Updated Guidance on COVID-19 Vaccine Incentives

Keenan Briefings

Briefings

Updated Guidance on COVID-19 Vaccine Incentives

June 30, 2021
  • The EEOC issued updated Q&A guidance on employer-provided incentives for COVID-19 vaccinations
  • An employer may offer an incentive to employees to voluntarily provide documentation or other confirmation that they received a vaccination on their own
  • An employer may offer an incentive to employees for voluntarily receiving a vaccination administered by the employer or its agent, provided that certain conditions are met

On May 28, 2021, the United States Equal Employment Opportunity Commission (EEOC) issued updated Q&A guidance on employer-provided incentives for COVID-19 vaccinations. This update is intended to guide employers to ensure that their voluntary vaccination incentive programs are compliant with both the Americans With Disabilities Act (ADA) and the Genetic Information Nondiscrimination Act (GINA.)

The guidance confirms that an employer may offer an incentive to employees to voluntarily provide documentation or other confirmation that they received a vaccination on their own from a pharmacy, public health department, or other health care provider in the community. It states that requesting documentation or other confirmation showing that an employee received a COVID-19 vaccination in the community is not a disability-related inquiry covered by the ADA, nor is it an unlawful request for genetic information under GINA.

An employer may also offer an incentive to employees for voluntarily receiving a vaccination administered by the employer or its agent without violating either the ADA or GINA, provided that both of the following conditions are met.

  1. The incentive reward (or penalty) is not so substantial as to be coercive. However, the EEOC offered no examples or guidance to quantify what a coercive penalty would be.
  2. The employer does not acquire genetic information while administering the vaccines. The guidance notes that the pre-vaccination medical screening questions for the three COVID-19 vaccines now available do not inquire about genetic information. Employers offering vaccines to employees should limit pre-screening questions to those found in the CDC Pre-Vaccination Screening Form to ensure that they do not violate GINA.

The guidance also discusses incentives in the context of providing vaccinations to employees’ family members. It states that under GINA an employer may not offer any incentives to an employee in exchange for a family member’s receipt of a vaccination from an employer or its agent. The guidance explains, “providing such an incentive to an employee because a family member was vaccinated by the employer or its agent would require the vaccinator to ask the family member the pre-vaccination medical screening questions, which include medical questions about the family member. Asking these medical questions would lead to the employer’s receipt of genetic information in the form of family medical history of the employee, which is prohibited under GINA.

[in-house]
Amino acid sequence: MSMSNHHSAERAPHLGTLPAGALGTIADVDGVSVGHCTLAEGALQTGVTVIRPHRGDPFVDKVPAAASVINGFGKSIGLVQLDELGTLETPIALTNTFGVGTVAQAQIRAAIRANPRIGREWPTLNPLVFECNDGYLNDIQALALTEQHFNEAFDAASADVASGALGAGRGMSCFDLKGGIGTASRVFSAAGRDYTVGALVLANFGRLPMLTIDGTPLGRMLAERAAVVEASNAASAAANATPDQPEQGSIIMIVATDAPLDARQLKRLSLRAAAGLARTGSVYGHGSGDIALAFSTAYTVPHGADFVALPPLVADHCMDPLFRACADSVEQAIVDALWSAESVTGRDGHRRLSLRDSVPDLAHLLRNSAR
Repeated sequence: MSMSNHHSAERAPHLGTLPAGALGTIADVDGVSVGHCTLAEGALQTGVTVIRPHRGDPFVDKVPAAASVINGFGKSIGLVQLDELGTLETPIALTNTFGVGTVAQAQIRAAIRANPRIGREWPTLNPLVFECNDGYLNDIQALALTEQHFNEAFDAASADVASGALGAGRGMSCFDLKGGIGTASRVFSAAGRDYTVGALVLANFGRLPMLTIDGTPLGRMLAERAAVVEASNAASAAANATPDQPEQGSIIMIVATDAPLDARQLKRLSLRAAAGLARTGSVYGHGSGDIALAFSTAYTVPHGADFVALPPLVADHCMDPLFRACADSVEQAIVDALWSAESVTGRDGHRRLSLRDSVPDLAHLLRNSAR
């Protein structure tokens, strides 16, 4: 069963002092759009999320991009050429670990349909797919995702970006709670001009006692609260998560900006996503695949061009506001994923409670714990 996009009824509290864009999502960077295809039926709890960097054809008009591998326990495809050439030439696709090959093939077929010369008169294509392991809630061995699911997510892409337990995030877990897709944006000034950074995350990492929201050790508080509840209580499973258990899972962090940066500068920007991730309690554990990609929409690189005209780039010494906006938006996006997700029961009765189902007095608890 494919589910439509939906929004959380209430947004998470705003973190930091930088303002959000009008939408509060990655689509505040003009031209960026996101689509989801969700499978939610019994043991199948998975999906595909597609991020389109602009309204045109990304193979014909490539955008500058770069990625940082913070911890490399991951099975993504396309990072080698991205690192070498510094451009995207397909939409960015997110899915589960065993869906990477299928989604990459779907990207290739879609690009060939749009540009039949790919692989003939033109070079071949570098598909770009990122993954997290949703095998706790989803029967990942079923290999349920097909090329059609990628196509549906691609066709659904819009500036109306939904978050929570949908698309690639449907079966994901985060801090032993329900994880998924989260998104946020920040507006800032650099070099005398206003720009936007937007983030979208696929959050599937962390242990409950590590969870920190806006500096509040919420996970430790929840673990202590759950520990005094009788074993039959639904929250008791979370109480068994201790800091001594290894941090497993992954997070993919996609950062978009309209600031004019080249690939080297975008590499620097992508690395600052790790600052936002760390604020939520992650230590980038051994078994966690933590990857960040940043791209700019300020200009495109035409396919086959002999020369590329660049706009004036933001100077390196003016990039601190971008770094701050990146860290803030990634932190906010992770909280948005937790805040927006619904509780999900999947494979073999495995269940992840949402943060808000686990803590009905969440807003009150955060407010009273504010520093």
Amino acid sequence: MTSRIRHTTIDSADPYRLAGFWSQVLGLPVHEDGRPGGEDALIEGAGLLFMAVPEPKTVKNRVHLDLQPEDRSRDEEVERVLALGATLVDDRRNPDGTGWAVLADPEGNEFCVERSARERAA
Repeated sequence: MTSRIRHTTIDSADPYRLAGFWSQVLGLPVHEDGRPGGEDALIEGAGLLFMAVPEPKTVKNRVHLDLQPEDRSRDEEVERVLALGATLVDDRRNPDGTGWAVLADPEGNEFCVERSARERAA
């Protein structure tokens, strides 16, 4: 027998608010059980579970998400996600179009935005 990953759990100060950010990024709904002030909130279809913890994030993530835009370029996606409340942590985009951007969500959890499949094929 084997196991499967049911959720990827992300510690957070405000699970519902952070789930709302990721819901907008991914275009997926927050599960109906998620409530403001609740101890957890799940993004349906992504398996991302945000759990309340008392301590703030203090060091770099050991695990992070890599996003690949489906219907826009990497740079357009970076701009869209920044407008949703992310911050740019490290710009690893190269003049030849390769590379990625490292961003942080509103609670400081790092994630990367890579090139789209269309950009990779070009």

However, employers may still offer an employee’s family member the opportunity to be vaccinated by the employer or its agent (minus any incentive), if they take certain steps to ensure GINA compliance. Those steps include all of the following.

  1. The employer does not require employees to have their family members get vaccinated.
  2. The employer must not penalize employees if their family members decide not to get vaccinated.
  3. The employer must ensure that all medical information obtained from family members during the screening process is only used for the purpose of providing the vaccination, is kept confidential, and is not provided to any managers, supervisors, or others who make employment decisions.
  4. The employer must obtain prior, knowing, voluntary, and written authorization from the family member before the family member is asked any questions about his or her medical conditions.

Finally, the guidance notes that an employer is required to keep vaccination information confidential pursuant to the ADA.

Employers considering a workplace-based vaccination incentive program should familiarize themselves with the EEOC guidance and ensure they have confidentiality measures in place.


Keenan & Associates is not a law firm and no opinion, suggestion, or recommendation of the firm or its employees shall constitute legal advice. Clients are advised to consult with their own attorney for a determination of their legal rights, responsibilities and liabilities, including the interpretation of any statute or regulation, or its application to the clients’ business activities.